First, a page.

42.4 F

Davis, California

Sunday, March 3, 2024

Guidelines for your future in design or textiles and clothing

There is a fear that all college students share – graduating from college. It used to sound great: pursuing your dream job, making great money and making use of that degree that you slaved over for four years. That was before the economy crashed and kept crashing. Now, when students think about graduating from college, all they see is a blank page. New paths now have to be carved out and that truly is scary, creating something of your own with no instructions or guidance on exactly what you’re trying to do.

But do not fear! There are creative individuals who graduated from the UC Davis design major, as well as the textiles and clothing major, who are more than happy to impart their advice for all the fearful readers on campus about the future and all the surprises it has waiting for you.

Sarah Kim graduated in June 2008 with a B.S. in textiles and clothing. She is currently an assistant editor of Antenna Magazine in New York City. She credits the many different courses that she got to take for her major such as chemistry and accounting for making her well rounded for the job she now has.

“Our major was relatively small, which made it really easy to start networking before even leaving Davis,” Kim said. “Not to mention, my advisor Joan Chandler was the absolute best.”

Kim got her job as an assistant editor at Antenna, which is an international men’s lifestyle, product and fashion magazine, by starting out as a freelance fashion assistant and advancing forward. It’s a stressful job, as she has a hand in everything in the magazine.

“I do everything from coming up with ideas for the magazine, going to press previews for different types of products and places, writing, traveling, to packing and unpacking boxes, staying late nights in the office and then some,” Kim said.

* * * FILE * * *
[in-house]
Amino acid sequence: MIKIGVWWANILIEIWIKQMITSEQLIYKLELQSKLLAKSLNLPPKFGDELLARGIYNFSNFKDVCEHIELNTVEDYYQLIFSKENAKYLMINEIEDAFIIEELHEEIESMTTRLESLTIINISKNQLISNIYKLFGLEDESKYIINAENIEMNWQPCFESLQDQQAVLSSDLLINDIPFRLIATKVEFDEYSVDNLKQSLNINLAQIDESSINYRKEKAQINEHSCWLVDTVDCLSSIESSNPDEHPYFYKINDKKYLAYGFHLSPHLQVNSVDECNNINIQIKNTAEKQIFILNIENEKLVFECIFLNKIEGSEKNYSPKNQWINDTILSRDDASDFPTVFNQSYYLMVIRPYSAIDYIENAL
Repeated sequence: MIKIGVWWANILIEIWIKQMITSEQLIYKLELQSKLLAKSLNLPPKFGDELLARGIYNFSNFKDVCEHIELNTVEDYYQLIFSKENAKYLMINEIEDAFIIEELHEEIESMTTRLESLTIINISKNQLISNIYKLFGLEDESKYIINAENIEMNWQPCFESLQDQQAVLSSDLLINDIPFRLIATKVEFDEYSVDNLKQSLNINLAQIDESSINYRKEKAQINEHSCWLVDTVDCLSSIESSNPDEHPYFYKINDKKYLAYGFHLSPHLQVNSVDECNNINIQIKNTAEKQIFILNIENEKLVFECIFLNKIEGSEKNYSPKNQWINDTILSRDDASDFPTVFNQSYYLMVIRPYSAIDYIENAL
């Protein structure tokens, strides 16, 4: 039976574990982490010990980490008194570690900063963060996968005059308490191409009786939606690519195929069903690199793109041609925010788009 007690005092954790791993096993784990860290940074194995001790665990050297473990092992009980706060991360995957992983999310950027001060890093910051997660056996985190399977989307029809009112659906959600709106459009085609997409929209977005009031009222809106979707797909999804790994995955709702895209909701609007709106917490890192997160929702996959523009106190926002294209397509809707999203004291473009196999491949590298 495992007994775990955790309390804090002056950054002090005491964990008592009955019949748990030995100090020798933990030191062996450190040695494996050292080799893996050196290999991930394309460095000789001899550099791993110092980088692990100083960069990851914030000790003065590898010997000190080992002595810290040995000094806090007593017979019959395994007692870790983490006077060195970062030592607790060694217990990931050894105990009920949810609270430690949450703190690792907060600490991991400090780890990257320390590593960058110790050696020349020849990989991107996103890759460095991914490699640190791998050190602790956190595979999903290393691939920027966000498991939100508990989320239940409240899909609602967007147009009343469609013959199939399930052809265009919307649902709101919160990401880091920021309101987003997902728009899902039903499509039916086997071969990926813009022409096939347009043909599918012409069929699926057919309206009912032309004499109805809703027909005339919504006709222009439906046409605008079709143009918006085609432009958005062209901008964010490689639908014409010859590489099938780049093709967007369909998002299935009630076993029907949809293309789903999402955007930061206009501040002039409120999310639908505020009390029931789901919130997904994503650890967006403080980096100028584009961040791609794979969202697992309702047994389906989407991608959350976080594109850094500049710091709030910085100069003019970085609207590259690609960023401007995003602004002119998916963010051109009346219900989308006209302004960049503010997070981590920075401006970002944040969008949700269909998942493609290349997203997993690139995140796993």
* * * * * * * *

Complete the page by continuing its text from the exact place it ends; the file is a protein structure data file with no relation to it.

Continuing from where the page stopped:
The job isn’t easy but Kim loves what she does.

“Life after college, it’s real,” Kim said. “There’s a weird self awareness, or self questioning maybe, because you’ve only measured yourself to your peers and suddenly you’re in a completely different ball game. Life after college is intensely scary, truly eye opening and makes you feel small, but in a good, humbling kind of way.”

Katrina Chan, who has just recently graduated in June 2011 with two B.A.s – design and sociology – organizational studies – feels the same way about life after college. Chan is currently working as a graphic design and ticket specialist intern at Disney Ticketing. She designs the graphics on the tickets that customers purchase throughout the day.

“Life after college can be pretty scary,” Chan said. “There is this common misconception that you are suppose to find your dream job and know what you are supposed to do after you graduate. That is entirely false. It is still a learning process even after you graduate to find and rediscover what you want to do in life. I’m still figuring out what I really want to do”.

Chan got to her current position by having completed the Disney College Program in Fall 2008 at the Disneyland Resort where she worked at the entertainment sector. A lifelong fan of Disney, Chan had always dreamed of working for Disney one day and took all the opportunities she could get to fulfill her dream.